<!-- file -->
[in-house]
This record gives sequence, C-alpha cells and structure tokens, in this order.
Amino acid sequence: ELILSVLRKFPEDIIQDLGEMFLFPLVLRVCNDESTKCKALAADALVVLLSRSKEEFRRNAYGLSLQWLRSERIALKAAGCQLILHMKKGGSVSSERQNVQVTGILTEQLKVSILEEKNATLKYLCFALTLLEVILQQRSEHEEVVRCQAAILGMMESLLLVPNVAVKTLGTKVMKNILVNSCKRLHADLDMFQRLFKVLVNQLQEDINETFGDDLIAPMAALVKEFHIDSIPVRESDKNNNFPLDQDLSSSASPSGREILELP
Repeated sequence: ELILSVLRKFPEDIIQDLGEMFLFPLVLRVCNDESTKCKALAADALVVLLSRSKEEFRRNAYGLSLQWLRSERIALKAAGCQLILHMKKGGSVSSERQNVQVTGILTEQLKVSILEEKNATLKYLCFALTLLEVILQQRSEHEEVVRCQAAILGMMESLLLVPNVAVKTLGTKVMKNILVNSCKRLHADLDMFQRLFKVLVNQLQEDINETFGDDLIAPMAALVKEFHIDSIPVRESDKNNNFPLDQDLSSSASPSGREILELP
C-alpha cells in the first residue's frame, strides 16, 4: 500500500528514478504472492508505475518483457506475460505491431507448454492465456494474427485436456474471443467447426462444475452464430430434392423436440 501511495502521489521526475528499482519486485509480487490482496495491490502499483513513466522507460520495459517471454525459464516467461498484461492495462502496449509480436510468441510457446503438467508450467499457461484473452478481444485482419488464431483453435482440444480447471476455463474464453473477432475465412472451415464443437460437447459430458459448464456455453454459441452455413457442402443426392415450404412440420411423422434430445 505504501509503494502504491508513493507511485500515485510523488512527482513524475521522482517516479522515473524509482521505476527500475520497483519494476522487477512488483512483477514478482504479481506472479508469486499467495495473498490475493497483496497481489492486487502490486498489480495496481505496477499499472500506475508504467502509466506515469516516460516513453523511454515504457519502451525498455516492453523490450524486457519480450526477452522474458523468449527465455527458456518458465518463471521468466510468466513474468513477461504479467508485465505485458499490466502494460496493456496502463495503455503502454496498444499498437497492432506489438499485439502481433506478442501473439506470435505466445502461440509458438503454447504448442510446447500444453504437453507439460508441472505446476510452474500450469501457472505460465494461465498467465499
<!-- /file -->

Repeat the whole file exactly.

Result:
[in-house]
This record gives sequence, C-alpha cells and structure tokens, in this order.
Amino acid sequence: ELILSVLRKFPEDIIQDLGEMFLFPLVLRVCNDESTKCKALAADALVVLLSRSKEEFRRNAYGLSLQWLRSERIALKAAGCQLILHMKKGGSVSSERQNVQVTGILTEQLKVSILEEKNATLKYLCFALTLLEVILQQRSEHEEVVRCQAAILGMMESLLLVPNVAVKTLGTKVMKNILVNSCKRLHADLDMFQRLFKVLVNQLQEDINETFGDDLIAPMAALVKEFHIDSIPVRESDKNNNFPLDQDLSSSASPSGREILELP
Repeated sequence: ELILSVLRKFPEDIIQDLGEMFLFPLVLRVCNDESTKCKALAADALVVLLSRSKEEFRRNAYGLSLQWLRSERIALKAAGCQLILHMKKGGSVSSERQNVQVTGILTEQLKVSILEEKNATLKYLCFALTLLEVILQQRSEHEEVVRCQAAILGMMESLLLVPNVAVKTLGTKVMKNILVNSCKRLHADLDMFQRLFKVLVNQLQEDINETFGDDLIAPMAALVKEFHIDSIPVRESDKNNNFPLDQDLSSSASPSGREILELP
C-alpha cells in the first residue's frame, strides 16, 4: 500500500528514478504472492508505475518483457506475460505491431507448454492465456494474427485436456474471443467447426462444475452464430430434392423436440 501511495502521489521526475528499482519486485509480487490482496495491490502499483513513466522507460520495459517471454525459464516467461498484461492495462502496449509480436510468441510457446503438467508450467499457461484473452478481444485482419488464431483453435482440444480447471476455463474464453473477432475465412472451415464443437460437447459430458459448464456455453454459441452455413457442402443426392415450404412440420411423422434430445 505504501509503494502504491508513493507511485500515485510523488512527482513524475521522482517516479522515473524509482521505476527500475520497483519494476522487477512488483512483477514478482504479481506472479508469486499467495495473498490475493497483496497481489492486487502490486498489480495496481505496477499499472500506475508504467502509466506515469516516460516513453523511454515504457519502451525498455516492453523490450524486457519480450526477452522474458523468449527465455527458456518458465518463471521468466510468466513474468513477461504479467508485465505485458499490466502494460496493456496502463495503455503502454496498444499498437497492432506489438499485439502481433506478442501473439506470435505466445502461440509458438503454447504448442510446447500444453504437453507439460508441472505446476510452474500450469501457472505460465494461465498467465499